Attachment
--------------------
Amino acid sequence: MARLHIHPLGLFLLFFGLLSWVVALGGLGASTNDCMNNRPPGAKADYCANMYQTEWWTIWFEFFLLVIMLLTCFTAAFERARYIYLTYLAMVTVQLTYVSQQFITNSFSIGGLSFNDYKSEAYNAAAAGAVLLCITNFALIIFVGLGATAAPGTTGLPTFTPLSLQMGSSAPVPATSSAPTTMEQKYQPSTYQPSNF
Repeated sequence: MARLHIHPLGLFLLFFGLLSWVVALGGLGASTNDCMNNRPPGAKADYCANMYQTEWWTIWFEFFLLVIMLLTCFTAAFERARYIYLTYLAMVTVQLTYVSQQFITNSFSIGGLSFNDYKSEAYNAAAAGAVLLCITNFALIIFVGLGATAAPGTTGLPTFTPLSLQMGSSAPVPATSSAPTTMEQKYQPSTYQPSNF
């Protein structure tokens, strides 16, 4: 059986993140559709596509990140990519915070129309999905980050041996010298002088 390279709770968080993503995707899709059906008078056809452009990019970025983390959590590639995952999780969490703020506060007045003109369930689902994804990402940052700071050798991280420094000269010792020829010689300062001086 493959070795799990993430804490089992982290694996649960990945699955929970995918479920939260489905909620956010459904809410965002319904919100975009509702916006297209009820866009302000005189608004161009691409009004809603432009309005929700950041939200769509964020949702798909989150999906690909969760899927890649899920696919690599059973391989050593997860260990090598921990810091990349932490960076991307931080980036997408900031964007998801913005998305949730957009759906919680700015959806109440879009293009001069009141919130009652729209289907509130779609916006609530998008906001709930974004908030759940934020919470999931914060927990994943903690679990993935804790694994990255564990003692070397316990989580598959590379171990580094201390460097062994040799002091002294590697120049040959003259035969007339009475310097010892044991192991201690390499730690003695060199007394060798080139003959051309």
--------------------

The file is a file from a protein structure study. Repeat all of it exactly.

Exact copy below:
Amino acid sequence: MARLHIHPLGLFLLFFGLLSWVVALGGLGASTNDCMNNRPPGAKADYCANMYQTEWWTIWFEFFLLVIMLLTCFTAAFERARYIYLTYLAMVTVQLTYVSQQFITNSFSIGGLSFNDYKSEAYNAAAAGAVLLCITNFALIIFVGLGATAAPGTTGLPTFTPLSLQMGSSAPVPATSSAPTTMEQKYQPSTYQPSNF
Repeated sequence: MARLHIHPLGLFLLFFGLLSWVVALGGLGASTNDCMNNRPPGAKADYCANMYQTEWWTIWFEFFLLVIMLLTCFTAAFERARYIYLTYLAMVTVQLTYVSQQFITNSFSIGGLSFNDYKSEAYNAAAAGAVLLCITNFALIIFVGLGATAAPGTTGLPTFTPLSLQMGSSAPVPATSSAPTTMEQKYQPSTYQPSNF
């Protein structure tokens, strides 16, 4: 059986993140559709596509990140990519915070129309999905980050041996010298002088 390279709770968080993503995707899709059906008078056809452009990019970025983390959590590639995952999780969490703020506060007045003109369930689902994804990402940052700071050798991280420094000269010792020829010689300062001086 493959070795799990993430804490089992982290694996649960990945699955929970995918479920939260489905909620956010459904809410965002319904919100975009509702916006297209009820866009302000005189608004161009691409009004809603432009309005929700950041939200769509964020949702798909989150999906690909969760899927890649899920696919690599059973391989050593997860260990090598921990810091990349932490960076991307931080980036997408900031964007998801913005998305949730957009759906919680700015959806109440879009293009001069009141919130009652729209289907509130779609916006609530998008906001709930974004908030759940934020919470999931914060927990994943903690679990993935804790694994990255564990003692070397316990989580598959590379171990580094201390460097062994040799002091002294590697120049040959003259035969007339009475310097010892044991192991201690390499730690003695060199007394060798080139003959051309």